The chief advantage of the anchor was that by locating the pallets farther from the pivot, the swing of the pendulum was reduced from around 100° in verge clocks to only 4°-6°. In addition to the improved accuracy due to isochronism, this allowed clocks to use longer pendulums, which had a slower 'beat'. Lower air drag meant they needed less power to keep swinging, and caused less wear on the clock's movement. The anchor also allowed the use of a heavier pendulum bob for a given drive force, making the pendulum more independent of the escapement (higher Q), and thus more accurate. These long pendulums required long narrow clock cases. Around 1680 British clockmaker William Clement began selling the first commercial clocks to use the anchor escapement, tall freestanding clocks with 1 meter (39 inch) seconds pendulums that came to be called longcase or 'grandfather' clocks. The anchor increased the accuracy of clocks so much that around 1680–1690 the use of the minute hand, formerly the exception in clocks, became the rule
The anchor escapement replaced the verge in pendulum clocks within about 50 years, although French clockmakers continued to use verges until about 1800. Many verge clocks were rebuilt with anchors. In the 18th century the more accurate deadbeat form of the escapement replaced the anchor in precision regulators, but the anchor remained the workhorse in home pendulum clocks. During the 19th century the deadbeat form gradually took over in most quality clocks, but the anchor form is still used in a few pendulum clocks today.
The anchor escapement is reliable and tolerant of large geometrical errors in its construction, but its operation is similar to the old verge escapement, and retains two of the major disadvantages of the verge:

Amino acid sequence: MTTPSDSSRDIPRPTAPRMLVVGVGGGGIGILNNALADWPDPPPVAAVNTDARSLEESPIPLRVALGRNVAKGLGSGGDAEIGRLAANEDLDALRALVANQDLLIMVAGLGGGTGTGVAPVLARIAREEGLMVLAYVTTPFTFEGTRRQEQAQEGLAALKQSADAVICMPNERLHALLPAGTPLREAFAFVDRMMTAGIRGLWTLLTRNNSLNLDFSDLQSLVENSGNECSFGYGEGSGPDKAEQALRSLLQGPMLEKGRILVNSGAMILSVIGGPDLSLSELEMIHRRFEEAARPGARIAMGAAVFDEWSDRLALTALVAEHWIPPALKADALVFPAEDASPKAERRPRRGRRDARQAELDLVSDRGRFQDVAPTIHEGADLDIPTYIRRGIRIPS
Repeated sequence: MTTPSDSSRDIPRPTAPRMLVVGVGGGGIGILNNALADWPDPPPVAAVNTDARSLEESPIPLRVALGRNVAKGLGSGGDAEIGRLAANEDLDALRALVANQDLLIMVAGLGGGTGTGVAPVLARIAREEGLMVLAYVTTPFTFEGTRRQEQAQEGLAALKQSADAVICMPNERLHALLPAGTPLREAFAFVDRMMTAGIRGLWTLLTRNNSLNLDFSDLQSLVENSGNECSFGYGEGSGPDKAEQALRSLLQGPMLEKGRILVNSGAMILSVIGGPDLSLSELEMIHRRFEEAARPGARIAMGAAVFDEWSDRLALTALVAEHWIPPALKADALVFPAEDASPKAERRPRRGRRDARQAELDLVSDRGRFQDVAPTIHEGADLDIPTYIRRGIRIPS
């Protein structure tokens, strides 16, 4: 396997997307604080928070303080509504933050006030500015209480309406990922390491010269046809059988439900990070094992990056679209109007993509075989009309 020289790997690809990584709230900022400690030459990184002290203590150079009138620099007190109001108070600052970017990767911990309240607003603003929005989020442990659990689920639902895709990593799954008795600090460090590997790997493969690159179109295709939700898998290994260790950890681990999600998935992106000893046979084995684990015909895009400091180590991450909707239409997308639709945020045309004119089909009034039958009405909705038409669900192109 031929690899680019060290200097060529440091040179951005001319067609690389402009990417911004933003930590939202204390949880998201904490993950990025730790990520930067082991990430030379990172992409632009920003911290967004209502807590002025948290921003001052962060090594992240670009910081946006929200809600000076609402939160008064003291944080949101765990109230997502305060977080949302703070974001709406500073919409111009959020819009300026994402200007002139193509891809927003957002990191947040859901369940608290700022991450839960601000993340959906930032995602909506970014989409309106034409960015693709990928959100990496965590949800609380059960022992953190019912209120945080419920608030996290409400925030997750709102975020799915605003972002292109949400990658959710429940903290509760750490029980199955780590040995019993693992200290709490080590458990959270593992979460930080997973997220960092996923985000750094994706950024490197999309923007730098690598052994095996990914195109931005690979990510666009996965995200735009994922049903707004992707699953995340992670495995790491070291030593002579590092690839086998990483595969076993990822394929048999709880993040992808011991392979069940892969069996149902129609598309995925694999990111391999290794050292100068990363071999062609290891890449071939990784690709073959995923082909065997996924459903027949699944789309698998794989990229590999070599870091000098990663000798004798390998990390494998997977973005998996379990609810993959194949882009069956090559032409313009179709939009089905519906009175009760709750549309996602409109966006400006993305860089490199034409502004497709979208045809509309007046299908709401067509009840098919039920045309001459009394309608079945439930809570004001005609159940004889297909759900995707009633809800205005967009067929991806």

- It is a frictional rest escapement; the pendulum is always being pushed by an escape wheel tooth throughout its cycle, and never allowed to swing freely. This makes the clock's rate sensitive to changes in the drive force. Any small changes in the force applied to the pallets, for example by a change in lubrication due to oil ageing, or the declining force of a clock's mainspring as it runs down, will change the period of the pendulum's swing. Anchor escapement clocks driven by a mainspring required a fusee to even out the force of the mainspring.
- It is a recoil escapement as mentioned above; the momentum of the pendulum pushes the escape wheel backward during part of the cycle. This causes extra wear to the movement, and applies varying force to the pendulum, causing inaccuracy.
The above two problems were remedied by a modification to the pallets, resulting in a much better variation of the anchor escapement: the Graham or deadbeat escapement. This is often erroneously credited to English clockmaker George Graham who introduced it around 1715 in his precision regulator clocks. However it was actually invented around 1675 by astronomer Richard Towneley, and first used by Graham's mentor Thomas Tompion in a clock built for Sir Jonas Moore, and in the two precision regulators he made for the new Greenwich Observatory in 1676, mentioned in correspondence between Astronomer Royal John Flamsteed and Towneley